Wireless Message via Particles

Thursday, March 15, 2012 @ 12:03 PM gHale

It is now possible to send a message using a beam of neutrinos, which are nearly massless particles that travel at almost the speed of light. The message went through 240 meters of stone and said, “Neutrino.”

“Using neutrinos, it would be possible to communicate between any two points on Earth without using satellites or cables,” said Dan Stancil, professor of electrical and computer engineering at North Carolina State University and lead author of a paper describing the research. “Neutrino communication systems would be much more complicated than today’s systems, but may have important strategic uses.”

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Theories abound about the possible uses of neutrinos in communication because of one particularly valuable property: They can penetrate almost anything they encounter. If this technology applied toward submarines, then they could conceivably communicate over long distances through water, which is difficult, if not impossible, with present technology. And if we wanted to communicate with something in outer space that was on the far side of a moon or a planet, our message could travel straight through without impediment.

“Of course, our current technology takes massive amounts of high-tech equipment to communicate a message using neutrinos, so this isn’t practical now,” said Kevin McFarland, a University of Rochester physics professor who was involved in the experiment. “But the first step toward someday using neutrinos for communication in a practical application is a demonstration using today’s technology.”

The team of scientists demonstrated it was possible performed their test at the Fermi National Accelerator Lab (or Fermilab), outside of Chicago.

At Fermilab the researchers had access to two crucial components. The first is one of the world’s most powerful particle accelerators, which creates high-intensity beams of neutrinos by accelerating protons around a 2.5-mile-circumference track and then colliding them with a carbon target. The second is a multi-ton detector called MINERvA, located in a cavern 100 meters underground.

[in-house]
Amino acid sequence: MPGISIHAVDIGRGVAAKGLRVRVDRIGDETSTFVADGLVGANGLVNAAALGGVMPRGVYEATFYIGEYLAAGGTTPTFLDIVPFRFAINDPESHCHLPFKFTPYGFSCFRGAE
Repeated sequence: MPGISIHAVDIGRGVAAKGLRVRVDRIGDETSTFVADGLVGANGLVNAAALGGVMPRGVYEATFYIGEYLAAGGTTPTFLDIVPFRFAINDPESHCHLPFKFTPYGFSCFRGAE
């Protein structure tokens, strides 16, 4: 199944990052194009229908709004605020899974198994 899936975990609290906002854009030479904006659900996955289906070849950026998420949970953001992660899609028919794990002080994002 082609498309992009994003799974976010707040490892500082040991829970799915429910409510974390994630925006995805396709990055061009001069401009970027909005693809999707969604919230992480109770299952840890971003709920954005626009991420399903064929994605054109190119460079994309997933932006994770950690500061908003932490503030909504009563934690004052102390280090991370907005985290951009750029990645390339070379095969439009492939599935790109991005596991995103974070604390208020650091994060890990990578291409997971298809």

The fact that such a substantial setup is necessary to communicate using neutrinos means that much work will need to happen before the technology can see the light of day.

The communication test occurred during a two-hour period when the accelerator was running at half its full intensity due to an upcoming scheduled downtime. While the test was going on, researchers were collecting regular MINERvA interaction data.

Today, most communication goes out by sending and receiving electromagnetic waves. That is how our radios, cell phones, and televisions operate. But electromagnetic waves don’t pass easily through most types of matter. Water and mountains and many other liquids and solids end up blocking them. Neutrinos, on the other hand, regularly pass through entire planets without any problems. Because of their neutral electric charge and almost non-existent mass, neutrinos are not subject to magnetic attractions and gravity does not significantly altered them, so they are virtually free of impediments to their motion.

The message the scientists sent using neutrinos translated into binary code. The word “neutrino” came together via a series of 1’s and 0’s, with the 1’s corresponding to a group of neutrinos fired and the 0’s corresponding to no neutrinos fired. The neutrinos fired in large groups because they are so evasive that even with a multi-ton detector, only about one in ten billion neutrinos undergo detection. After detecting the neutrinos, a computer on the other end translated the binary code back into English, and the word “neutrino” successfully came out.

“Neutrinos have been an amazing tool to help us learn about the workings of both the nucleus and the universe,” said Deborah Harris, Minerva project manager, “but neutrino communication has a long way to go before it will be as effective.”

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